Many years ago when I was teaching a college freshman class in New Testament Survey I had a student tell me that since Jesus was God there was nothing he didn’t know or couldn’t do. I pressed him a bit and learned that when Jesus was a baby he just pretended not to know since that would be hard to explain to others. The student didn’t know it but he was involved in what theologians call the “hypostatic union” – the doctrine of the two natures of the incarnate Jesus (divine and human). It stems from the time of Athanasius (a fourth century bishop of Alexandria) and was adopted as orthodox at the Council of Chalcedon in 451. In simple terms, the student didn’t want his Jesus to be like the rest of us. It amounted to a denial of the humanity of Christ.
While informed believers accept the doctrine of two natures, there is at the same time a tendency to view Jesus as essentially divine and only acting like a man from time to time. In the account of the raising of Lazarus (John 11:1-44) I notice several very human reactions – things that you and I might do but not characteristic of how we might view a divine being. Jesus had heard that his dear friend Lazarus was ill so after two days he decided to go to Judea to see him. The fact that he waited two days has furrowed many a brow but one thing is sure, it’s more like man than God. The text says that Jesus “loved Martha, her sister Mary, and Lazarus” (vs. 5). The mention of each person emphasizes his love for each one individually; the imperfect tense in the Greek text suggests a continuing state. Since Jesus was both man and God, which one did the loving? Or was it both?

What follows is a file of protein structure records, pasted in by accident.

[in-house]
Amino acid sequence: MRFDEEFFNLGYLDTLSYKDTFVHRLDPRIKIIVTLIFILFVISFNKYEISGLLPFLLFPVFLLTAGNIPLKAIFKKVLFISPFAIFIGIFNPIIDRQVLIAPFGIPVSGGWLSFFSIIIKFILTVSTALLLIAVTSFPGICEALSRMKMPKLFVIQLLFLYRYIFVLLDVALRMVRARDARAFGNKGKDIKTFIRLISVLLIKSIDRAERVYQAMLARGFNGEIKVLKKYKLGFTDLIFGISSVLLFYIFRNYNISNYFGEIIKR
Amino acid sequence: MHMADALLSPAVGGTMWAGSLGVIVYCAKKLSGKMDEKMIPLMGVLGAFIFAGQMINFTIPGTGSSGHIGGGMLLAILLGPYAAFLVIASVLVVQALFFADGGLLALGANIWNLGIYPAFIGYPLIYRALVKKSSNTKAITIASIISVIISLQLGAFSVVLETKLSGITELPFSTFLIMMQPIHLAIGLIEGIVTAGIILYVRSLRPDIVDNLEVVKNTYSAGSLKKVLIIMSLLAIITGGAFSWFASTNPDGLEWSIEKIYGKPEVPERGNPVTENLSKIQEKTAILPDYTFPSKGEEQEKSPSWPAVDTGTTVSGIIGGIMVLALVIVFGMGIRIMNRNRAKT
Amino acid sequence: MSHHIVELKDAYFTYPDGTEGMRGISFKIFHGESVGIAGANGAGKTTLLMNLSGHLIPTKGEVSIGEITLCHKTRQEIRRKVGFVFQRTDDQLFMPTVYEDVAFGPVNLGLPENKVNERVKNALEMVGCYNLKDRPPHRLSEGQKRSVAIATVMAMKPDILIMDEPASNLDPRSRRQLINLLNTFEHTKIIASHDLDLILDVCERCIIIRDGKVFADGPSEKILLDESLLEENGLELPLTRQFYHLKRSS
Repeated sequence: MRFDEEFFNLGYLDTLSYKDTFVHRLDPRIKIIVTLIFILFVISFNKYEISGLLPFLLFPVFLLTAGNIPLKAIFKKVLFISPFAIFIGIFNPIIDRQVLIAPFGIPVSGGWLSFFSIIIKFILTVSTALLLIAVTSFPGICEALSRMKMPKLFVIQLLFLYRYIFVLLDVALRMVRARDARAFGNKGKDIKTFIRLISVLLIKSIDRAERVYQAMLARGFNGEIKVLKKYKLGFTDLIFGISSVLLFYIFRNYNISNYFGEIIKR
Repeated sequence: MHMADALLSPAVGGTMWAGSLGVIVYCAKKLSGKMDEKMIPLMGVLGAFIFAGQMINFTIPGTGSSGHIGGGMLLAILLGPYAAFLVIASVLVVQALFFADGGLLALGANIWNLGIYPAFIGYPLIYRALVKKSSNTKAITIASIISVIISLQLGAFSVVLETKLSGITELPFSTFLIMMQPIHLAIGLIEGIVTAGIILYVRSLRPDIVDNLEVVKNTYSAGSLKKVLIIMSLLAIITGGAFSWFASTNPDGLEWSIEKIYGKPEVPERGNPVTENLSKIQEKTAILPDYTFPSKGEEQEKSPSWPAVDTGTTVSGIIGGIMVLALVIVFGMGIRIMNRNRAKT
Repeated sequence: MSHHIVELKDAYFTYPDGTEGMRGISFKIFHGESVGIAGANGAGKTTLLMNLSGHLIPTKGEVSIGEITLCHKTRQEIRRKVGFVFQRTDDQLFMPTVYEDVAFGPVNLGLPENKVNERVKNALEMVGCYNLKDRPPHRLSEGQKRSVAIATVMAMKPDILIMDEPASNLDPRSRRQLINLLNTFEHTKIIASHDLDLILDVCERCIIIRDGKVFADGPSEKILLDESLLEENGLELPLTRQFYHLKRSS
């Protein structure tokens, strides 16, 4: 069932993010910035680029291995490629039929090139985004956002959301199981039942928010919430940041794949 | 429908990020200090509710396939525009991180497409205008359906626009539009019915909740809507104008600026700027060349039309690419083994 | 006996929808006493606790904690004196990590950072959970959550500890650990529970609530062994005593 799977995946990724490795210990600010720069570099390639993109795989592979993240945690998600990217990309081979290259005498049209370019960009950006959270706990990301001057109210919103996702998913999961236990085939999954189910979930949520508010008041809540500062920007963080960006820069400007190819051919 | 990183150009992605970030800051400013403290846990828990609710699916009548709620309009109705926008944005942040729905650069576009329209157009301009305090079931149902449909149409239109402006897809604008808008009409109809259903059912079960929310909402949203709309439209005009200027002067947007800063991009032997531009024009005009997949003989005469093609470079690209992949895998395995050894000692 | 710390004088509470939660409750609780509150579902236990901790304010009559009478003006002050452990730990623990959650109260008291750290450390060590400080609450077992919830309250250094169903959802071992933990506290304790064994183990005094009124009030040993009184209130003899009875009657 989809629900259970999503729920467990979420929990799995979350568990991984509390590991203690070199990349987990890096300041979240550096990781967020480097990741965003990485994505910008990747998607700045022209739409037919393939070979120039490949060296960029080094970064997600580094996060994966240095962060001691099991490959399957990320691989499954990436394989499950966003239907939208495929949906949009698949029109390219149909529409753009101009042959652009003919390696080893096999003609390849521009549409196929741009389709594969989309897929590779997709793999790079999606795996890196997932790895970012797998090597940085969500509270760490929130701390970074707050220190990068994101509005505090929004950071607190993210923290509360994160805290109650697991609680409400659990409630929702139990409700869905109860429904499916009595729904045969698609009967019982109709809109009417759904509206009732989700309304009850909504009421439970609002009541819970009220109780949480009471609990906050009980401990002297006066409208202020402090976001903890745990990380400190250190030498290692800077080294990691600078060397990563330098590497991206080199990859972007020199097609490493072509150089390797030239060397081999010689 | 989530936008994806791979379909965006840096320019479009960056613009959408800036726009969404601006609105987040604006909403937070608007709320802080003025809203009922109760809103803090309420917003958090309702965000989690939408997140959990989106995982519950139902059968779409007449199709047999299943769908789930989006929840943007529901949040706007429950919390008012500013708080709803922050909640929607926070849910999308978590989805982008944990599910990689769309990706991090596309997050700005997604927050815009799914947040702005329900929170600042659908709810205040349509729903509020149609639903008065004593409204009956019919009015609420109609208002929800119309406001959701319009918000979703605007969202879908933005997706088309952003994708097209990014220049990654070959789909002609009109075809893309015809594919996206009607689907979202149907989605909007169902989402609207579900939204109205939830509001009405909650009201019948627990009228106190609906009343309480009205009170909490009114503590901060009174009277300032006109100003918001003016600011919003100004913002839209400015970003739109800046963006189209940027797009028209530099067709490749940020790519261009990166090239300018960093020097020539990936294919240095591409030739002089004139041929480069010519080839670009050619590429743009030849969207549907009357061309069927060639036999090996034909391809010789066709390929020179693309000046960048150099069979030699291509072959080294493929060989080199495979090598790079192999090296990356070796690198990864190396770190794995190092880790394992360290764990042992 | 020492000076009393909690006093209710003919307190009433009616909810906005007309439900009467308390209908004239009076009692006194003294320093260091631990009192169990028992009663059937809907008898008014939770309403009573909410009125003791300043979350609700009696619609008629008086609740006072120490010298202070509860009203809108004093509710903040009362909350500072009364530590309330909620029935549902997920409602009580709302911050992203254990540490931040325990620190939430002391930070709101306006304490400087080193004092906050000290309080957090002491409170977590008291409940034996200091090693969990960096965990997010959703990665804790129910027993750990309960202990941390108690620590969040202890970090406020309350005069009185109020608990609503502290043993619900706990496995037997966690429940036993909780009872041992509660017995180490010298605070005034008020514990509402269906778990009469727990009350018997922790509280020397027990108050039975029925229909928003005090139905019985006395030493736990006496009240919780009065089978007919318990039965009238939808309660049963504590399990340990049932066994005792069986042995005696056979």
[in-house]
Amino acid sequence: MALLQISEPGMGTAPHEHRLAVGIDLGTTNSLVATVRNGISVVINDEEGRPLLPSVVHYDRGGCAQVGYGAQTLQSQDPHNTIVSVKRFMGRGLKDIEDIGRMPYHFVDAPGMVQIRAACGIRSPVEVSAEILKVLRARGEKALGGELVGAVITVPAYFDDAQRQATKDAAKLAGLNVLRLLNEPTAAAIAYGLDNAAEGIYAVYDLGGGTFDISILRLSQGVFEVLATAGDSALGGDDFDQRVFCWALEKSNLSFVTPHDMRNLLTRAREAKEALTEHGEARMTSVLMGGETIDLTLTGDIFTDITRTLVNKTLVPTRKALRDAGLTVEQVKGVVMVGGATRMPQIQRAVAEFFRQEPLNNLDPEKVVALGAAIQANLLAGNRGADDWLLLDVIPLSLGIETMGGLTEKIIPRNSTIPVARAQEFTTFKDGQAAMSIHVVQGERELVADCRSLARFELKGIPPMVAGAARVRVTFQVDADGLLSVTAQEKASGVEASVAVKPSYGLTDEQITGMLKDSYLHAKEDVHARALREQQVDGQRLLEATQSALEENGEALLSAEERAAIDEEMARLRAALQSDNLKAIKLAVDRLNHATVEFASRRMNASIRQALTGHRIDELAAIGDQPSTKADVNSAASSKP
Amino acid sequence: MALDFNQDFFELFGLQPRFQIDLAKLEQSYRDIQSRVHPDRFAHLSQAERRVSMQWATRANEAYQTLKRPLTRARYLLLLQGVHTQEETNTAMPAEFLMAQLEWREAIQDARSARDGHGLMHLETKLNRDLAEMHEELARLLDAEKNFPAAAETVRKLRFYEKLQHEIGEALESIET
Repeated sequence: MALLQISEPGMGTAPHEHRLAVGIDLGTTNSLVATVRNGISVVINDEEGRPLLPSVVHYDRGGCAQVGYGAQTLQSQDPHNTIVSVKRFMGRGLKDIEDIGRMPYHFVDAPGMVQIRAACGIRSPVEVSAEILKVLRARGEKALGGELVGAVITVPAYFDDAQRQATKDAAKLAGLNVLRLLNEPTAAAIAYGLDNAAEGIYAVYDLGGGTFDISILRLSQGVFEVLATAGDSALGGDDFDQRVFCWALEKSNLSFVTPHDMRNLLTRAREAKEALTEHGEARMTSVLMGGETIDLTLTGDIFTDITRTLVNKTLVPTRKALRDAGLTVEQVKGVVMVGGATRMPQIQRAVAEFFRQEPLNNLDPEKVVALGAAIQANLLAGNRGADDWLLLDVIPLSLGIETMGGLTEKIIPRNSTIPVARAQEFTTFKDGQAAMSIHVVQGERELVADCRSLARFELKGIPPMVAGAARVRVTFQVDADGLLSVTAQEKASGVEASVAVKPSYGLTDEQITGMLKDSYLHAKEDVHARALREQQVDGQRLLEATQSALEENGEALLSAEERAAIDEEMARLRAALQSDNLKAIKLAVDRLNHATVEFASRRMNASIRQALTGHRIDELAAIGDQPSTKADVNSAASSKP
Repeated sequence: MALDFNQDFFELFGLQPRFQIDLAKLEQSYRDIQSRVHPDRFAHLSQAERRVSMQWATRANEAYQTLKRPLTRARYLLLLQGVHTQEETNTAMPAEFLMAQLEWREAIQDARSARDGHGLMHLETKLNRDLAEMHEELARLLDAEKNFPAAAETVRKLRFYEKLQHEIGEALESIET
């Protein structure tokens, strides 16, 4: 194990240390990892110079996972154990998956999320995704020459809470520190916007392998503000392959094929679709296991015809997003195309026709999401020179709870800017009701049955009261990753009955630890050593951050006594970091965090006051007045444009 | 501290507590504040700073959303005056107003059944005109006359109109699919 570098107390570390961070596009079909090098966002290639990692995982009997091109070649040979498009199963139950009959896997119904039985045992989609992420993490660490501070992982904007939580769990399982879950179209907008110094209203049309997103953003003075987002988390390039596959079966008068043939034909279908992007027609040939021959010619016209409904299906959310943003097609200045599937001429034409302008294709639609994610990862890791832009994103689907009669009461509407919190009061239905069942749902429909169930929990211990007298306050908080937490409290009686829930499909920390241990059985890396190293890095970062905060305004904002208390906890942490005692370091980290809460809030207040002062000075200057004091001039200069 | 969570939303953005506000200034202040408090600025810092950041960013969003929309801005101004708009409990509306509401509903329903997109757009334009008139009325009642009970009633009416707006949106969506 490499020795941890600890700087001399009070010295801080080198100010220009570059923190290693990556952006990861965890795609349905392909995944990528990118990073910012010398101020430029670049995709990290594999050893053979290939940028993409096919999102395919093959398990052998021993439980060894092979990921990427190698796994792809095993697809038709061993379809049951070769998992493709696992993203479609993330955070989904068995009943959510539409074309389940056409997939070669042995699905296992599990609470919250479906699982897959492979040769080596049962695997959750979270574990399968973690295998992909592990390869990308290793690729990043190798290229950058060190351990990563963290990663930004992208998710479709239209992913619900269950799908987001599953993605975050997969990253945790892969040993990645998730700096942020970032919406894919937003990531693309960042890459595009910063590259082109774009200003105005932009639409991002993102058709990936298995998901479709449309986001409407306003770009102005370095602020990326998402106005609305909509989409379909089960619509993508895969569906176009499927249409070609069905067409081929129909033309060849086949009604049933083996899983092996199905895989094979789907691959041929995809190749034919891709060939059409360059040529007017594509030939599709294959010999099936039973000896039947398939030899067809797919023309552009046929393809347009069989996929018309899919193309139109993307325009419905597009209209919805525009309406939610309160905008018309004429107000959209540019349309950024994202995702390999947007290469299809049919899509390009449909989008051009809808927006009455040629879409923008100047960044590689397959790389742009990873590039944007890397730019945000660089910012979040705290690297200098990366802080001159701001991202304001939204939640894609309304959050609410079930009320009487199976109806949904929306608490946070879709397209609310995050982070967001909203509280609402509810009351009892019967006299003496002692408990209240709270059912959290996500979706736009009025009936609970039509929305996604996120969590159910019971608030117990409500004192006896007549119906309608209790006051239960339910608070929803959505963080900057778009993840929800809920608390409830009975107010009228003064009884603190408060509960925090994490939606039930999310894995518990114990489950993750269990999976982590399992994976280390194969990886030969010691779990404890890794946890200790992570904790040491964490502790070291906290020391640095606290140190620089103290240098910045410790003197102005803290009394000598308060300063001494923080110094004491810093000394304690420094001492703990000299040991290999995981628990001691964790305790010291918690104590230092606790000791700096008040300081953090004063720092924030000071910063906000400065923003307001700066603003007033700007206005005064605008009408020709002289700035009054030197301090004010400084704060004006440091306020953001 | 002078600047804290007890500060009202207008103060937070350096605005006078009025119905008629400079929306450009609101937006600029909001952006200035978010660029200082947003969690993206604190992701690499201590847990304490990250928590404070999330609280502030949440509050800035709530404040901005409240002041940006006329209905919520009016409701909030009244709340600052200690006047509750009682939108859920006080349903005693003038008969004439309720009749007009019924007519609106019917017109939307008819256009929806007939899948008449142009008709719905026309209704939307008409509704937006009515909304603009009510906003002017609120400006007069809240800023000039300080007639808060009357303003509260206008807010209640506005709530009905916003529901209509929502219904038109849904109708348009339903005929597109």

Later in the account when Jesus saw Mary and her friends weeping he was “deeply moved in spirit and visibly distressed” (vs. 33). A moment later when they invited him to come and see the body he “burst into tears” (vs. 35). Once again I ask, was it God himself incarnate that couldn’t control his tears or was it Jesus the man? I am not a theologian but I understand that even today there is a difference in opinion on this issue between the Reformed and the Lutheran traditions. The important point for us is that Jesus cared. His concern for a dear brother taken so quickly affected him deeply: He wept (vs. 35, the shortest verse in the New Testament.)
I do not believe in sentimentality but the way Jesus lived tells us not to fortress ourselves against an honest expression of emotion whenever appropriate. To care for the welfare of a friend facing death may move us to follow the lead of Jesus and give way to tears. While some have thought that Jesus’ tears were due to the gloomy sense of loss prevalent at the moment, I choose to understand them as the tears of “one has been tempted in every way, just as we are — yet he did not sin” (Hebrews 4:15).